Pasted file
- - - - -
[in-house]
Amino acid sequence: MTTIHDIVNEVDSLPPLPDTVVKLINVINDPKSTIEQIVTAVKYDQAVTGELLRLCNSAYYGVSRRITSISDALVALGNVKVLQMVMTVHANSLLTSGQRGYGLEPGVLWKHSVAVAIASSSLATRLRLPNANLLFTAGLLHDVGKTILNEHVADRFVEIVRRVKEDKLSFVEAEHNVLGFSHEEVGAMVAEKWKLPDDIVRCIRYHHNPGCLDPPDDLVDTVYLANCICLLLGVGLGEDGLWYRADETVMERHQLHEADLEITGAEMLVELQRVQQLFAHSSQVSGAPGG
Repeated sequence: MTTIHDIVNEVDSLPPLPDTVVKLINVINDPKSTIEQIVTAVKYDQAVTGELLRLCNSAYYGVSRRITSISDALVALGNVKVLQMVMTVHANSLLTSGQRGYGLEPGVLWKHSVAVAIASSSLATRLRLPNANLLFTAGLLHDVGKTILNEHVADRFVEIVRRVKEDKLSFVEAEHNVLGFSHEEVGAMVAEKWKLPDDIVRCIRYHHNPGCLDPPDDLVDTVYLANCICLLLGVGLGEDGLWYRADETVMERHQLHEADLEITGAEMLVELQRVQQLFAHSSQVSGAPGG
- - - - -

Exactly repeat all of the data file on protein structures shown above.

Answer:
[in-house]
Amino acid sequence: MTTIHDIVNEVDSLPPLPDTVVKLINVINDPKSTIEQIVTAVKYDQAVTGELLRLCNSAYYGVSRRITSISDALVALGNVKVLQMVMTVHANSLLTSGQRGYGLEPGVLWKHSVAVAIASSSLATRLRLPNANLLFTAGLLHDVGKTILNEHVADRFVEIVRRVKEDKLSFVEAEHNVLGFSHEEVGAMVAEKWKLPDDIVRCIRYHHNPGCLDPPDDLVDTVYLANCICLLLGVGLGEDGLWYRADETVMERHQLHEADLEITGAEMLVELQRVQQLFAHSSQVSGAPGG
Repeated sequence: MTTIHDIVNEVDSLPPLPDTVVKLINVINDPKSTIEQIVTAVKYDQAVTGELLRLCNSAYYGVSRRITSISDALVALGNVKVLQMVMTVHANSLLTSGQRGYGLEPGVLWKHSVAVAIASSSLATRLRLPNANLLFTAGLLHDVGKTILNEHVADRFVEIVRRVKEDKLSFVEAEHNVLGFSHEEVGAMVAEKWKLPDDIVRCIRYHHNPGCLDPPDDLVDTVYLANCICLLLGVGLGEDGLWYRADETVMERHQLHEADLEITGAEMLVELQRVQQLFAHSSQVSGAPGG